In the next issue of the Canadian Bar Association magazine ("The National"), Jordan Furlong and Mélanie Raymond publish an excellent article titled "A to Z: 26 trends for the legal profession" (thanks to Simon Chester for reporting this).
Under "Z", we find "Zero Hour":
This final entry means, simply, that time’s up. These preceding 25 trends aren’t way off in the future somewhere: they’re happening today, and no law practice can afford to be unaware of or uninterested in them. These are 25 forces that are already shaping the legal profession, and they will continue to do so, with escalating force, in the years to come.The authors are very alive to web 2.0 trends, selecting Blogs under "B", RSS for "R" and Wikis and Web 2.0 under "W". The entry under "K", for knowledge management, takes the cake:
What can you do to stay ahead of this fast-moving curve? If your law firm doesn’t have a Chief Strategic Officer in charge of mapping out trends in the lawyer and client marketplaces, consider appointing one. Bring your younger lawyers into the strategic
planning loop and get them to advise you on the changes they see. If you’re in a small firm, match the trends that most affect your narrow focus and track them closely.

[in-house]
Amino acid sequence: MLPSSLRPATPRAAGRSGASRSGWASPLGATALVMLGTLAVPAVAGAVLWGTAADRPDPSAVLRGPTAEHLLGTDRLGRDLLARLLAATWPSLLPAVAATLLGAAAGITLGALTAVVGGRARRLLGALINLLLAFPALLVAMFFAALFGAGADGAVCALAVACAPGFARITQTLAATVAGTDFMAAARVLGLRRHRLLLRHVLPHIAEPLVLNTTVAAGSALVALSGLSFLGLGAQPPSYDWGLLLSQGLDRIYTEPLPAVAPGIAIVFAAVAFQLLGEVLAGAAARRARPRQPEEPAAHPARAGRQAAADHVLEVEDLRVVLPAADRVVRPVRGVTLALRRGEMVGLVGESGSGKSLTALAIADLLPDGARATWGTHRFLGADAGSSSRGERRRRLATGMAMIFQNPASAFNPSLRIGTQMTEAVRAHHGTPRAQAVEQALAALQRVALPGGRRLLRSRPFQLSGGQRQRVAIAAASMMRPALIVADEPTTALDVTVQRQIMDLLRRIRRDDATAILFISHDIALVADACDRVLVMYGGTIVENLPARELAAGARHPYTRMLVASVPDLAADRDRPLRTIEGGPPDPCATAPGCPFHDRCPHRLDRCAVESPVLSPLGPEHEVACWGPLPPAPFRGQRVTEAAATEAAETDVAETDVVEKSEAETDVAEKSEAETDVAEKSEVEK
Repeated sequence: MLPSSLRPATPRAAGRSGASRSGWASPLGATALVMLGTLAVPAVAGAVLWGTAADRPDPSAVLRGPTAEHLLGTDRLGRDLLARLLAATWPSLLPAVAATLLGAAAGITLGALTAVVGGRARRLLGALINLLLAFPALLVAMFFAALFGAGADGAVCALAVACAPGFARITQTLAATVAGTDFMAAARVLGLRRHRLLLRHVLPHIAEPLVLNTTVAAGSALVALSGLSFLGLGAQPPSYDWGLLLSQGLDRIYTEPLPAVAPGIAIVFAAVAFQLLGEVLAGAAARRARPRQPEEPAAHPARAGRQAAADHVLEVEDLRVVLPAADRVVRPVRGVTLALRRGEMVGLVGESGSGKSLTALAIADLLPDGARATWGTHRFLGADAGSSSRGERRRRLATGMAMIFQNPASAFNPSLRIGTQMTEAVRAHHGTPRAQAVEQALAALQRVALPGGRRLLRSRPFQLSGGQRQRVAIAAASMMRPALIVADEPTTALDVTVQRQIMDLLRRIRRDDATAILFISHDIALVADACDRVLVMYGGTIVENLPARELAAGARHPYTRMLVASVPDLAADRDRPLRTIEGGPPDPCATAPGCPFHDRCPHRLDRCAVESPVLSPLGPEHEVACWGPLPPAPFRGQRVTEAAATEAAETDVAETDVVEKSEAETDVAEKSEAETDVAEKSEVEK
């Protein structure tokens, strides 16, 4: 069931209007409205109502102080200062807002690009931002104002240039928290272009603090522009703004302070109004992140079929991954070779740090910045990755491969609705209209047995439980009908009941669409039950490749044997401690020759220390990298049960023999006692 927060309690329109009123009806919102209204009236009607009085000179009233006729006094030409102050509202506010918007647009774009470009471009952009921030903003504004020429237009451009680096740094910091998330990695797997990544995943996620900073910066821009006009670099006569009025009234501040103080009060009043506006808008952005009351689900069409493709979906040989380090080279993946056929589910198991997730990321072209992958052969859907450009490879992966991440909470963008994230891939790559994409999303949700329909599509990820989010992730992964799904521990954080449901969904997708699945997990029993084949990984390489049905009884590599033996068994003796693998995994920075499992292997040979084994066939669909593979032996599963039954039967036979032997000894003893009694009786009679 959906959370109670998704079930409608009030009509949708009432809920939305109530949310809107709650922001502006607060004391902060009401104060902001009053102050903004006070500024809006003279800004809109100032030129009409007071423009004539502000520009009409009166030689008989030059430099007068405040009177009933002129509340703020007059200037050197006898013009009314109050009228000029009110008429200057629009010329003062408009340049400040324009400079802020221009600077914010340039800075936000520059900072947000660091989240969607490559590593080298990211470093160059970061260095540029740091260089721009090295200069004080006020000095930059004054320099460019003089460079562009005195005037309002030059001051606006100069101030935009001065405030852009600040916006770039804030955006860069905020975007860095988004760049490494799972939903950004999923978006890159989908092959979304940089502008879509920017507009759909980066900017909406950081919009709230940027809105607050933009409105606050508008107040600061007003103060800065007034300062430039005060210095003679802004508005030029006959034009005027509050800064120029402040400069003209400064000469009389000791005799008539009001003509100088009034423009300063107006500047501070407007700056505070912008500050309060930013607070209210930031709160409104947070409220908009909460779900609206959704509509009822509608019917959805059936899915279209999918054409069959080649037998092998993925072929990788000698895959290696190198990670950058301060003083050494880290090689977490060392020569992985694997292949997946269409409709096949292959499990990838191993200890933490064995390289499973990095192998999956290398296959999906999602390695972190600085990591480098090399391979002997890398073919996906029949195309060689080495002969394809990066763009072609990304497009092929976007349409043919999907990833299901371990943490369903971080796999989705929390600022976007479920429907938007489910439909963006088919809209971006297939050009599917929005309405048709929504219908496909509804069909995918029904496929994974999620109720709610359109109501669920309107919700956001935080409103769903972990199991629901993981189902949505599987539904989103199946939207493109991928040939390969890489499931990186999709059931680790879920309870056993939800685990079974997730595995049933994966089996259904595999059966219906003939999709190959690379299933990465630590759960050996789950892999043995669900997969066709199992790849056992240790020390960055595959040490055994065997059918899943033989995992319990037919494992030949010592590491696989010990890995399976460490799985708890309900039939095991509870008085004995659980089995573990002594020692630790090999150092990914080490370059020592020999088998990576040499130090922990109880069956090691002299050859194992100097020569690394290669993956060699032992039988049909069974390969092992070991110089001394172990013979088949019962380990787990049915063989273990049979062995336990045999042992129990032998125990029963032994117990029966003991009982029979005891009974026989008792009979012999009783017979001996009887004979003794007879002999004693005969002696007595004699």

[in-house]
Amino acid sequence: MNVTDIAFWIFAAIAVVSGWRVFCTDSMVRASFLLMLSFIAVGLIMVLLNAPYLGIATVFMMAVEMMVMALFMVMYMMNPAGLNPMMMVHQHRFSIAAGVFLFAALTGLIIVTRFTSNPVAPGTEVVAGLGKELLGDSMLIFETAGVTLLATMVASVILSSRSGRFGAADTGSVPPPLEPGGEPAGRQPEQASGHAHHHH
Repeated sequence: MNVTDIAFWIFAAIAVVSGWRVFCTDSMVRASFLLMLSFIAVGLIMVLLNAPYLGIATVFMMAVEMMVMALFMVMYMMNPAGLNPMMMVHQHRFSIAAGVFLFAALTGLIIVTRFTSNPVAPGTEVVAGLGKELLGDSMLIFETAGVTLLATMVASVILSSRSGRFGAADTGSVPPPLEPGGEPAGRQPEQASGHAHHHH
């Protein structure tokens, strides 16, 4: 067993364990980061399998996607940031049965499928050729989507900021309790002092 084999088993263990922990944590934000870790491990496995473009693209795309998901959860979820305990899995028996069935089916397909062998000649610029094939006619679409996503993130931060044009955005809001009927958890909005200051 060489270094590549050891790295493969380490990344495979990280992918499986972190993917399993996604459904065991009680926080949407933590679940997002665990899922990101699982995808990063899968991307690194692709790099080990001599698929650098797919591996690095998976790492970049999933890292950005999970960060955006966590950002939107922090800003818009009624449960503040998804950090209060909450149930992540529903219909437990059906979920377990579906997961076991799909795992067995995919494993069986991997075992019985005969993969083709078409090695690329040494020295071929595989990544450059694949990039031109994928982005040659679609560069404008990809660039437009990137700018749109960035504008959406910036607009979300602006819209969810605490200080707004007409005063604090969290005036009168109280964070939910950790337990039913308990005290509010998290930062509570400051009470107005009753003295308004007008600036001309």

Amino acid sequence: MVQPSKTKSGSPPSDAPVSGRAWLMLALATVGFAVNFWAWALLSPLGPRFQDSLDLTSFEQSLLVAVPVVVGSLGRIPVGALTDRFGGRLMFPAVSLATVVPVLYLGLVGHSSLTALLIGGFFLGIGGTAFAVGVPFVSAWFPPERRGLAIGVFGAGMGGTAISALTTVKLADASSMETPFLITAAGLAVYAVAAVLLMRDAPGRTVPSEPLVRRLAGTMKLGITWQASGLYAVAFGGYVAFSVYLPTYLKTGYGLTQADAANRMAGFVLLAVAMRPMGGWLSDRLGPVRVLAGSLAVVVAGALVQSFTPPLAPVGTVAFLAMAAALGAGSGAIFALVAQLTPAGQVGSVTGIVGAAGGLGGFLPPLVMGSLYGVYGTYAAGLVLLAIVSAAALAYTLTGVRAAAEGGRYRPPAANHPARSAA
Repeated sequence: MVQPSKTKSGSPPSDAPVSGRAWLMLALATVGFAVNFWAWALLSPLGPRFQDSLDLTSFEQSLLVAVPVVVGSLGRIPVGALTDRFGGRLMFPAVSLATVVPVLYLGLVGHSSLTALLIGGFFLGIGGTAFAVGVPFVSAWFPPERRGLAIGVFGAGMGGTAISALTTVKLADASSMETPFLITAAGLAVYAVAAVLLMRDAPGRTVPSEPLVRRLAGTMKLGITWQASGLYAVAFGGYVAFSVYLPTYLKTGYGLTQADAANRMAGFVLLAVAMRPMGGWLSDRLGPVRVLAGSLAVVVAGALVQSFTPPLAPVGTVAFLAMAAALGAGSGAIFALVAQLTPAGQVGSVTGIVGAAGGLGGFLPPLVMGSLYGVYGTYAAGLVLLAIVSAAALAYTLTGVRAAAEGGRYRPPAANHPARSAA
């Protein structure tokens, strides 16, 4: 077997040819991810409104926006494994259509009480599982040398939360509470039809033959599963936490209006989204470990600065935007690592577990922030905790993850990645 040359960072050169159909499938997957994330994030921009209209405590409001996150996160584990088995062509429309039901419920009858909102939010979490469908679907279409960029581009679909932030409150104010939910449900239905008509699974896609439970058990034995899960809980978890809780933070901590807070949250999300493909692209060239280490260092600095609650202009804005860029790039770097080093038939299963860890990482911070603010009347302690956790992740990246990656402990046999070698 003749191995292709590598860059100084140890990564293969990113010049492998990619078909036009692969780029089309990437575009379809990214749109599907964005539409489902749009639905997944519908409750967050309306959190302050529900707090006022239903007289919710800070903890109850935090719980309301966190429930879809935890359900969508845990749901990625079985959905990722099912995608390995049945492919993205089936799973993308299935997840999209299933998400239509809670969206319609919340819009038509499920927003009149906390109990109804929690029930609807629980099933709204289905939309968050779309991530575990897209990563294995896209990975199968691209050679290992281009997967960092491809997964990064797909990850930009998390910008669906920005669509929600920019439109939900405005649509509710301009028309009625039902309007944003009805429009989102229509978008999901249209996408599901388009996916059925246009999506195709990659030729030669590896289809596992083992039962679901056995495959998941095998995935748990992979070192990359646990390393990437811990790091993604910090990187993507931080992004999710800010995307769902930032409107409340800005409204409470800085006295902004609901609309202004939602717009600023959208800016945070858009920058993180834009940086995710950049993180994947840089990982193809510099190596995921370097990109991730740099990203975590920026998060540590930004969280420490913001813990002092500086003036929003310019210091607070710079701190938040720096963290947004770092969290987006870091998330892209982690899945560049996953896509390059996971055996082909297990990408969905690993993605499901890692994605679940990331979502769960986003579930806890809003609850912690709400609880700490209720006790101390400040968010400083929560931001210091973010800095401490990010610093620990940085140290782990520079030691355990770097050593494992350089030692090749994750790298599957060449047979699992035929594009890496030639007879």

If you read “Knowledge uprising” in our January/February 2006 issue, you already know how important KM is becoming to law firms of all sizes. Knowledge management allows lawyers to access a vibrant, constantly refreshing database of information, experiences, trends and wisdom, individually and collectively drawn from their colleagues.The key in making Knowledge Management tick in a meaningful way for end users is to build a solid Information Management foundation. It is then far easier to leverage that foundation for the purposes of knowledge management. See also a review of Web 2.0 and how it applies to the Legal Profession in another context.
Lawyers are part of the 21st-century vanguard of “knowledge workers” who will revolutionize the global economy. The problem is that lawyers are among the least efficient and effective knowledge workers around, thanks in large part to how they’re managed and how they sell their services.